The Wildcard Exemption in Bankruptcy
Federal law and some states offer a "wildcard" exemption in bankruptcy that can protect any property you choose from creditors.
May 18, 2016
When you file for bankruptcy, you’re allowed to protect a certain amount of property needed to work and maintain a basic standard of living, such as a modest car and household belongings, clothing, and a small amount of tools for your business or profession. However, if you own valuable yet sentimental property, such as your grandmother’s player piano, or your childhood collection of baseball cards, you’d typically be required to relinquish the property to the bankruptcy trustee—the person responsible for overseeing your case—to be sold for the benefit of your creditors. A wildcard exemption, however, comes in handy because it allows you to save property that is important to you and that you wouldn’t be able to protect otherwise.
You’ll find a wildcard exemption in the federal bankruptcy exemption scheme, as well as in many state exemption systems. Which exemptions are available to you depends on the exemption laws of your state. In this article, you'll learn more about how the wildcard exemption works and how it can help you save the property that is near and dear to your heart.
What Is the Wildcard Exemption?
Most exemptions in bankruptcy are specific to a type of property and can only be used to protect that property. Here are a few common federal bankruptcy exemptions:
- $23,675 of equity in your personal residence
- $3,775 in a car or motorcycle
- $12,625 in household goods (furnishings, appliances, bedding, clothing, garden tools, and the like), and
- $2,375 for tools that you need in your business or profession
For example, if your state has a motor vehicle exemption, you’ll only be able to use the amount of that exemption towards your car or another motor vehicle. If you don’t have a car or if the exemption amount is much greater than the value of your car, you cannot apply the balance of that exemption towards any other type of asset. In other words, you couldn’t use your leftover motor vehicle exemption to exempt money in your bank account.
The wildcard exemption is different, however, because it can be used to exempt any property of your choosing. You are not limited to any specific type of property. For instance, you can use it to save your car, money in the bank, expensive artwork, or any other asset you own.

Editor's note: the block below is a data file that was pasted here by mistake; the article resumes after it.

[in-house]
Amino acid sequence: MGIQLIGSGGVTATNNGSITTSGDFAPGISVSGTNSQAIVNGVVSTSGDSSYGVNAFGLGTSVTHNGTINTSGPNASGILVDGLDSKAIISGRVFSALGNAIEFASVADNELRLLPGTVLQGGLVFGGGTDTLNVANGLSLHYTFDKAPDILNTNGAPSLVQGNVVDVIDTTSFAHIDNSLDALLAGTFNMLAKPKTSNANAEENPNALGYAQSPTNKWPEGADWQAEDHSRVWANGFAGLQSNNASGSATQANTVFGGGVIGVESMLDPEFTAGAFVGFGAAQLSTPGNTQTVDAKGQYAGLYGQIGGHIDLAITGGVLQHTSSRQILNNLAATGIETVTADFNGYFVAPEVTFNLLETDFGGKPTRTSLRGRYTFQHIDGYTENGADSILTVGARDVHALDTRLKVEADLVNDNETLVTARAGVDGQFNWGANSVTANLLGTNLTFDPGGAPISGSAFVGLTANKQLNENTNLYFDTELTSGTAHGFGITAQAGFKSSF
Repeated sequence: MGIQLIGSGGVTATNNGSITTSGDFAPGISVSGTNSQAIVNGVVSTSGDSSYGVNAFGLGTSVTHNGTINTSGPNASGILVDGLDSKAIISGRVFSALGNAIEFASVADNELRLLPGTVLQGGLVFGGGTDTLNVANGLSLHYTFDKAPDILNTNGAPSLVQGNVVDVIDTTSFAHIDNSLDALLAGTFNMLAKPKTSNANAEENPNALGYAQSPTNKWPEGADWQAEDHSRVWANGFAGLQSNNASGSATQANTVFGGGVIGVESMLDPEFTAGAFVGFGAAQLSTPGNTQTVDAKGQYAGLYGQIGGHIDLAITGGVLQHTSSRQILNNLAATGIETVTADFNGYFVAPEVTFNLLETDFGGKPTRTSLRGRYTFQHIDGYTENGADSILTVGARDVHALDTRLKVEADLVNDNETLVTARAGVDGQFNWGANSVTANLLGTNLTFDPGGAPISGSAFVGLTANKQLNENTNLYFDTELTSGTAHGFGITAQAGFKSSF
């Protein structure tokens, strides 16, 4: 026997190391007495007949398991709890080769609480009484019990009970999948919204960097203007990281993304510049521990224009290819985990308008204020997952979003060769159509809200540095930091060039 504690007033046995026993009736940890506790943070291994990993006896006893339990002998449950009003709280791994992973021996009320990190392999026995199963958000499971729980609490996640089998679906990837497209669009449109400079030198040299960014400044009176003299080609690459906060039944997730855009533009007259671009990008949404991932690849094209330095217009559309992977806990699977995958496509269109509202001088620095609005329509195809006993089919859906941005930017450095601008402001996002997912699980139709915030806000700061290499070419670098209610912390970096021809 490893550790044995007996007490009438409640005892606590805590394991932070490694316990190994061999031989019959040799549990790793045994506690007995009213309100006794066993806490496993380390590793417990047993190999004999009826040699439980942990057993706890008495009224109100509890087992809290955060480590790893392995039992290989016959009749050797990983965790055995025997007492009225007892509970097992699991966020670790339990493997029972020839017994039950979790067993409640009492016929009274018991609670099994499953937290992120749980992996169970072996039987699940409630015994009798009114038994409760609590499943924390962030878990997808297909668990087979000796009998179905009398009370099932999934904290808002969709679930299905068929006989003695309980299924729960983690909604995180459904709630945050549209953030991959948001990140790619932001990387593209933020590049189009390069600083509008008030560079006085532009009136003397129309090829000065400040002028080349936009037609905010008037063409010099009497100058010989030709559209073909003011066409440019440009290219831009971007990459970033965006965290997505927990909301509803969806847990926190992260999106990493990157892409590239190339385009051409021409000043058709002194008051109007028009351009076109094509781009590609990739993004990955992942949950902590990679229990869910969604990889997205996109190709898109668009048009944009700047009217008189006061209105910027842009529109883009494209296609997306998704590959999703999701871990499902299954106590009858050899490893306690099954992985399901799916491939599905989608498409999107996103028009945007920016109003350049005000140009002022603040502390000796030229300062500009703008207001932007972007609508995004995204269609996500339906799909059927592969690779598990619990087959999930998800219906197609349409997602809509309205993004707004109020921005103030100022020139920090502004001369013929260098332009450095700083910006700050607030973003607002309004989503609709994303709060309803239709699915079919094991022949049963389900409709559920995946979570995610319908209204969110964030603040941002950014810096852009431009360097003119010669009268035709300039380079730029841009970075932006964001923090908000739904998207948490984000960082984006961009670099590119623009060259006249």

How Much Is My Wildcard Exemption?
Depending on which state you live in, you may or may not be able to take advantage of a wildcard exemption.
Federal wildcard exemption. The federal wildcard exemption is currently $1,250 plus up to $11,850 of any unused portion of the federal homestead exemption. (If you are married and filing a joint bankruptcy, you can double these amounts.) So for a single filer who does not have any home equity, the federal wildcard exemption is $13,100. However, whether you can use the federal wildcard exemption depends on your state. Alaska, Arkansas, Connecticut, Hawaii, Kentucky, Massachusetts, Michigan, Minnesota, New Hampshire, New Jersey, New Mexico, New York, Oregon, Pennsylvania, Rhode Island, Texas, Vermont, Washington, Wisconsin, and the District of Columbia all allow you to use the federal bankruptcy exemptions instead of your state exemptions. Other states do not.
State wildcard exemptions. Many states also have wildcard exemptions. The amount varies from state to state. Others allow you to apply the unused portion of your homestead to any type of property (which essentially acts like a wildcard exemption). Some states do not have a wildcard exemption at all. (To find your state's wildcard exemption, visit the Bankruptcy Exemptions section of Nolo's Bankruptcy Site.)
How Does the Wildcard Exemption Work?
You use the wildcard exemption to protect the equity in your various assets just like your other exemptions. However, since the wildcard exemption is not limited to a particular type of property, you can use it on any asset. You can also split it between multiple assets, or combine it with other exemptions.
For example, say that your state has a $3,000 motor vehicle exemption and a $5,000 wildcard exemption. If you own two cars, both worth $4,000 each, then you can use the motor vehicle exemption to exempt $3,000 of one car. If the wildcard exemption did not exist, then you would be left with $1,000 worth of nonexempt equity in one car and another car that is completely nonexempt. In this case, the trustee would likely sell both of your cars to pay your creditors (after paying you $3,000 for your exemption). However, with the benefit of the wildcard exemption, you can use $1,000 of it to fully exempt your first car and use the rest to fully exempt your second car. In this way, you can keep both cars.